With respect to the Department’s instruction that the Legation’s recommendations be submitted in the premises, it is my view that any further donation which may be made to Panamá should, as Señor Guardia and Mr. James agree, be devoted to assisting the extension of the existing highway toward Costa Rica westward from completed construction without break of continuity. Construction of the David-Concepción section logically fulfills this requirement. Further, since the projected highway is said to follow mountainous country from Concepción to Volcan and thence to the Costa Rican border, completion of the listed bridges on the David-Concepción section would dispose of the important bridging requirements of the entire route. Thus, properly considering the David-Concepción investment to apply to the entire mileage from David to the frontier, the bridge investment per potential highway mile appears so low as to justify recommendation of the donation.
It is not recommended, however, that any definite commitment to Panamá be made at this time. Instead, it is suggested that such portion of the unexpended balance as may be allotted for construction [Page 165] expenditure in Panamá simply be ear-marked for this purpose pending revelation of the attitude of the administration to be elected on June 7, 1936, toward the present Government’s cooperative highway program. Inasmuch as no construction on the David-Concepción section can be undertaken until the next dry season beginning in December, 1936, the Legation’s suggestion involves no possibility of delaying the progress of the Inter-American Highway.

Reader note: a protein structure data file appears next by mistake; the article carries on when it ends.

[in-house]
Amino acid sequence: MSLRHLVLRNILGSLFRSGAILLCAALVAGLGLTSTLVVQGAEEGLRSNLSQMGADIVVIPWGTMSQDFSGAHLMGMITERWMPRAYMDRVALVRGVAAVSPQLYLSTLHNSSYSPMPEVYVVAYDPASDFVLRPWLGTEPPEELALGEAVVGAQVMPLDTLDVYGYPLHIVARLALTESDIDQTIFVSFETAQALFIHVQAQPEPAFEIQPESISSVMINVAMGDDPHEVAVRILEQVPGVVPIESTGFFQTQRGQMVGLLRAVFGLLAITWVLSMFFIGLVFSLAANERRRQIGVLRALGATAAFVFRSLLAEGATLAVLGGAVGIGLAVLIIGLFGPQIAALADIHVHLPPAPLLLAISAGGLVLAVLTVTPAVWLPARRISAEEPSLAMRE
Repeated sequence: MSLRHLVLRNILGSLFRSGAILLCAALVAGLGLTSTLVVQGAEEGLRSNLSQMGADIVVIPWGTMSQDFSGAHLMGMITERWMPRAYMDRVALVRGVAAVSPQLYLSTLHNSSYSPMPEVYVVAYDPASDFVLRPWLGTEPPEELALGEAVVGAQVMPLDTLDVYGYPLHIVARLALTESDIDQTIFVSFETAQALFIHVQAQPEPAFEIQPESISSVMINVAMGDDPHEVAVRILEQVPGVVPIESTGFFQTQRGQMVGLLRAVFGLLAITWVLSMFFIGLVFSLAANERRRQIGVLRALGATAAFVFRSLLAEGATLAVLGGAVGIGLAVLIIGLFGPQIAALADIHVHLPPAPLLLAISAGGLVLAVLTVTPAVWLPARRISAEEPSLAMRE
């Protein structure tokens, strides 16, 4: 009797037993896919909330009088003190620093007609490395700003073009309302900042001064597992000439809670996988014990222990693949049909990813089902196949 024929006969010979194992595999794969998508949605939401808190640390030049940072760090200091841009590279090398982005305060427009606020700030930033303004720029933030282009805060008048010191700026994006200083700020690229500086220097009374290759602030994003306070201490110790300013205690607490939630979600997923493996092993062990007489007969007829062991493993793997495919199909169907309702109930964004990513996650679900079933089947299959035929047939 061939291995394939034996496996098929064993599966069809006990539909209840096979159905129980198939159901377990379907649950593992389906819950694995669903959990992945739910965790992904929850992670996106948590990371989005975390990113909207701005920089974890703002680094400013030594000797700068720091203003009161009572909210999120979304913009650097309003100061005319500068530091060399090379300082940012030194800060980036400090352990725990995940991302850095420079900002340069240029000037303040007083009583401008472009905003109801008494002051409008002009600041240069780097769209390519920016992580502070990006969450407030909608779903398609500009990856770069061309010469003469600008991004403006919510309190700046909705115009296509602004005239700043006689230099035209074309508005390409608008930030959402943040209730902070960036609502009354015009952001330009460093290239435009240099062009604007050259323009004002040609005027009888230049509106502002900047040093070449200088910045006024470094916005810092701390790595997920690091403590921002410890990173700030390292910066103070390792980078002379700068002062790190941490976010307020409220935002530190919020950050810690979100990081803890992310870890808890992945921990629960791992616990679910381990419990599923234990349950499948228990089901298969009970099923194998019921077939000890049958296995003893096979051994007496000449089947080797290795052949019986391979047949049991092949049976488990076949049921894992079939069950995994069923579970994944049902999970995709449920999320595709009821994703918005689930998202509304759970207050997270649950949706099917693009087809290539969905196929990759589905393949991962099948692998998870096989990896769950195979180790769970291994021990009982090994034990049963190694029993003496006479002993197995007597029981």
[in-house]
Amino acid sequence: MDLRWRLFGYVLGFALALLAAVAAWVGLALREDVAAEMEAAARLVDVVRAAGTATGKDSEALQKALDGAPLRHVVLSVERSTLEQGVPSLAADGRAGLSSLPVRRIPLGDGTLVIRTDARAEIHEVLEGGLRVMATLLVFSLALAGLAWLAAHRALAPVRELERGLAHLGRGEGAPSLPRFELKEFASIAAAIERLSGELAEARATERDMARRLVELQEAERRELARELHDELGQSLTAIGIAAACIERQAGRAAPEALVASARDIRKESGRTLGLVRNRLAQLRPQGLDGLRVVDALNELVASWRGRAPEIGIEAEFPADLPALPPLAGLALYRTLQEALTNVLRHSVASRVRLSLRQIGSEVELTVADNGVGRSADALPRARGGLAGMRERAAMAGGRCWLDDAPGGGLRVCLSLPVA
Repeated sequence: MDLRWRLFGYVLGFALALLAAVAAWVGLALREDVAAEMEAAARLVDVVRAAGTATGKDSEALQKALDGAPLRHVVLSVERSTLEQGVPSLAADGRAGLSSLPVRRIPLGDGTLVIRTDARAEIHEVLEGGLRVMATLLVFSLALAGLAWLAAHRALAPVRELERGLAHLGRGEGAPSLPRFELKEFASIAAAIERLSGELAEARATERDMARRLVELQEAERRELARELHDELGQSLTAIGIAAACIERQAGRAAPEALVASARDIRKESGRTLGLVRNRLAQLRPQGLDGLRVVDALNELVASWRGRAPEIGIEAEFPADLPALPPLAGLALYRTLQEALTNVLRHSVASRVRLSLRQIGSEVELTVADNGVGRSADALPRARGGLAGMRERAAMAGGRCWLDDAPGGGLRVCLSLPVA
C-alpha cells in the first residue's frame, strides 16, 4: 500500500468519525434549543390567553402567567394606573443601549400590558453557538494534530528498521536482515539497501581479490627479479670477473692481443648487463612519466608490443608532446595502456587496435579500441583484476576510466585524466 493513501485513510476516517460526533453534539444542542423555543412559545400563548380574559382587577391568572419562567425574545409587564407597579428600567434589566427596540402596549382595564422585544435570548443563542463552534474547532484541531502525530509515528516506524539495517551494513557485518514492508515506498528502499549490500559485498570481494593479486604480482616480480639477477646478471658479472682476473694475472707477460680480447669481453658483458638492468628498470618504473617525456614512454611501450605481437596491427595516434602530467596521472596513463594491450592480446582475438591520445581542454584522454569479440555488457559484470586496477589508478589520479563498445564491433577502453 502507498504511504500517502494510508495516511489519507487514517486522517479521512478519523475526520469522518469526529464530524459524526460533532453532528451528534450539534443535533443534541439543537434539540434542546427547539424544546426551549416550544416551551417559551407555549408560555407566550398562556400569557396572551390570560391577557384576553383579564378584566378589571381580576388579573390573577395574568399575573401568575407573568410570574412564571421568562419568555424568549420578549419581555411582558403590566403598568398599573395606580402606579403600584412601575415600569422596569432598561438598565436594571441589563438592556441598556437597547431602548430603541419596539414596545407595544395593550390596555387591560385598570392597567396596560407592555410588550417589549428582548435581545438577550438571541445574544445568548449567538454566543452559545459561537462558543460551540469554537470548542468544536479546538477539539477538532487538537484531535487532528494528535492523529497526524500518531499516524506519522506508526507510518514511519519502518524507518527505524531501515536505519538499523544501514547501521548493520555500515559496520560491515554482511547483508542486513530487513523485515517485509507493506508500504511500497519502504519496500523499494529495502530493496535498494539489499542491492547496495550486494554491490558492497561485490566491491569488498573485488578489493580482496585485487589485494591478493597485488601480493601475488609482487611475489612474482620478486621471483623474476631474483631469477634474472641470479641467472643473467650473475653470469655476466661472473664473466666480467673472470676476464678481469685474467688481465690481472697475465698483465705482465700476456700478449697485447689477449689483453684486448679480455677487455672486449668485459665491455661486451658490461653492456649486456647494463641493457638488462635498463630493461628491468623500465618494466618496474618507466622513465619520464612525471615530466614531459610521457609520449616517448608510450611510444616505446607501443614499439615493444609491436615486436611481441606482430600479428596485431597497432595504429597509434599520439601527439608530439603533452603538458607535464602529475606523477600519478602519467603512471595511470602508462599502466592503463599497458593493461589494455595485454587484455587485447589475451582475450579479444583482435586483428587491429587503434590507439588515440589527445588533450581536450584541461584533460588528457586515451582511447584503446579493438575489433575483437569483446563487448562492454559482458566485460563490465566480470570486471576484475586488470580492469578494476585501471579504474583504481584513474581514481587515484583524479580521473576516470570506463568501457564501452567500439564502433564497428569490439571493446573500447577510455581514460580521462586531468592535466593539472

Mr. James privately informed the Legation of his receipt in Guatemala of a telegram from the Bureau of Public Roads which indicates the possibility that no further apportionment may be made to Panamá. He said that he had been advised that $250,000 of the uncommitted balance had been ear-marked for donation to construction in Mexico. The existing commitment to Panamá on the Chiriqui bridge would roughly exhaust Panamá’s fourth of the $750,000 (less the commitment of some $200,000 to Honduras). However, as he understood, the Bureau of Public Roads proposes to apportion the balance remaining from the million dollar appropriation after deducting all present commitments and the amount ear-marked for Mexico, equally among the five countries south of Mexico to which assistance is being given. $40,000 to $50,000 would be available for further donation to Panamá under this proposal.